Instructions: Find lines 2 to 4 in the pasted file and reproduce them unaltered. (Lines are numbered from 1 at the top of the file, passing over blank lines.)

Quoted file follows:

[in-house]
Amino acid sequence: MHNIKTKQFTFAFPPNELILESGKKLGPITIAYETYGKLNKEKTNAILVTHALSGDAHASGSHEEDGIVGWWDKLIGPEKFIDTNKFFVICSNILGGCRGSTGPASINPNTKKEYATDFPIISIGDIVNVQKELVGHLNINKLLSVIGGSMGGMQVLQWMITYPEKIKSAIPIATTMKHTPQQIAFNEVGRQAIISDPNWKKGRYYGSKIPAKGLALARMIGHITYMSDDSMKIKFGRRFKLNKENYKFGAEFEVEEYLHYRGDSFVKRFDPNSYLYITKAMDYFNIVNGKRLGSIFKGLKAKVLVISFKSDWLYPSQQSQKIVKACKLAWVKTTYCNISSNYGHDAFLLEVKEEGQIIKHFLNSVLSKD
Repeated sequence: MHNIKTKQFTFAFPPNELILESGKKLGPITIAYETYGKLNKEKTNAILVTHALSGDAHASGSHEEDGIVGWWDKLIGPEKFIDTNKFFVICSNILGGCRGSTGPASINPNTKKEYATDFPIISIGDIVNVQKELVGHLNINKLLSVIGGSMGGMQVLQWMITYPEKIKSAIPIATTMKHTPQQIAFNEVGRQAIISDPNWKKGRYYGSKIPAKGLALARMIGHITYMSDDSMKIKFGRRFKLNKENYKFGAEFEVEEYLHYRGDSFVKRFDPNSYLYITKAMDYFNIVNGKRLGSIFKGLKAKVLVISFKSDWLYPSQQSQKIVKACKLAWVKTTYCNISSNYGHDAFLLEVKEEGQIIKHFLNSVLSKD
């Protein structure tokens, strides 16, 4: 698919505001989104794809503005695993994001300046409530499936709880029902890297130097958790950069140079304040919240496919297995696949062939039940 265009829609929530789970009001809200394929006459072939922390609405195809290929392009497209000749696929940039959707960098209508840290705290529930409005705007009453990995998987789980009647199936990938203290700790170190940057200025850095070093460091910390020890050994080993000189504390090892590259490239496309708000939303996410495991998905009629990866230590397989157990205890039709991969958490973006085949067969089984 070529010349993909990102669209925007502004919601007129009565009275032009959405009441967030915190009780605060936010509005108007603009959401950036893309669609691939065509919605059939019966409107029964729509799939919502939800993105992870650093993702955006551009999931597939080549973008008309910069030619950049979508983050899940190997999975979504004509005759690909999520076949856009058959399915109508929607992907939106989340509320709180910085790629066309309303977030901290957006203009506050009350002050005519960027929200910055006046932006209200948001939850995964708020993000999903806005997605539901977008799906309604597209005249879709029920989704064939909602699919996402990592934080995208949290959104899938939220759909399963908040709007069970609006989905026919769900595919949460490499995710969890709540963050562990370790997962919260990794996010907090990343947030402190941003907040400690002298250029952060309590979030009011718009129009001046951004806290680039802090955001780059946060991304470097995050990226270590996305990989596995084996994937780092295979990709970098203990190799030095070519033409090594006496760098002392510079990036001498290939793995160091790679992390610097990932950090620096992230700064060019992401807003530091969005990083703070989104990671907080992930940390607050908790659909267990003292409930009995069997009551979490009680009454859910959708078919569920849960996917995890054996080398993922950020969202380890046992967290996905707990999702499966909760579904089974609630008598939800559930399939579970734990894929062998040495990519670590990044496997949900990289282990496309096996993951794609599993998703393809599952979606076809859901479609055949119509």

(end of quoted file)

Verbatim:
Amino acid sequence: MHNIKTKQFTFAFPPNELILESGKKLGPITIAYETYGKLNKEKTNAILVTHALSGDAHASGSHEEDGIVGWWDKLIGPEKFIDTNKFFVICSNILGGCRGSTGPASINPNTKKEYATDFPIISIGDIVNVQKELVGHLNINKLLSVIGGSMGGMQVLQWMITYPEKIKSAIPIATTMKHTPQQIAFNEVGRQAIISDPNWKKGRYYGSKIPAKGLALARMIGHITYMSDDSMKIKFGRRFKLNKENYKFGAEFEVEEYLHYRGDSFVKRFDPNSYLYITKAMDYFNIVNGKRLGSIFKGLKAKVLVISFKSDWLYPSQQSQKIVKACKLAWVKTTYCNISSNYGHDAFLLEVKEEGQIIKHFLNSVLSKD
Repeated sequence: MHNIKTKQFTFAFPPNELILESGKKLGPITIAYETYGKLNKEKTNAILVTHALSGDAHASGSHEEDGIVGWWDKLIGPEKFIDTNKFFVICSNILGGCRGSTGPASINPNTKKEYATDFPIISIGDIVNVQKELVGHLNINKLLSVIGGSMGGMQVLQWMITYPEKIKSAIPIATTMKHTPQQIAFNEVGRQAIISDPNWKKGRYYGSKIPAKGLALARMIGHITYMSDDSMKIKFGRRFKLNKENYKFGAEFEVEEYLHYRGDSFVKRFDPNSYLYITKAMDYFNIVNGKRLGSIFKGLKAKVLVISFKSDWLYPSQQSQKIVKACKLAWVKTTYCNISSNYGHDAFLLEVKEEGQIIKHFLNSVLSKD
């Protein structure tokens, strides 16, 4: 698919505001989104794809503005695993994001300046409530499936709880029902890297130097958790950069140079304040919240496919297995696949062939039940 265009829609929530789970009001809200394929006459072939922390609405195809290929392009497209000749696929940039959707960098209508840290705290529930409005705007009453990995998987789980009647199936990938203290700790170190940057200025850095070093460091910390020890050994080993000189504390090892590259490239496309708000939303996410495991998905009629990866230590397989157990205890039709991969958490973006085949067969089984 070529010349993909990102669209925007502004919601007129009565009275032009959405009441967030915190009780605060936010509005108007603009959401950036893309669609691939065509919605059939019966409107029964729509799939919502939800993105992870650093993702955006551009999931597939080549973008008309910069030619950049979508983050899940190997999975979504004509005759690909999520076949856009058959399915109508929607992907939106989340509320709180910085790629066309309303977030901290957006203009506050009350002050005519960027929200910055006046932006209200948001939850995964708020993000999903806005997605539901977008799906309604597209005249879709029920989704064939909602699919996402990592934080995208949290959104899938939220759909399963908040709007069970609006989905026919769900595919949460490499995710969890709540963050562990370790997962919260990794996010907090990343947030402190941003907040400690002298250029952060309590979030009011718009129009001046951004806290680039802090955001780059946060991304470097995050990226270590996305990989596995084996994937780092295979990709970098203990190799030095070519033409090594006496760098002392510079990036001498290939793995160091790679992390610097990932950090620096992230700064060019992401807003530091969005990083703070989104990671907080992930940390607050908790659909267990003292409930009995069997009551979490009680009454859910959708078919569920849960996917995890054996080398993922950020969202380890046992967290996905707990999702499966909760579904089974609630008598939800559930399939579970734990894929062998040495990519670590990044496997949900990289282990496309096996993951794609599993998703393809599952979606076809859901479609055949119509």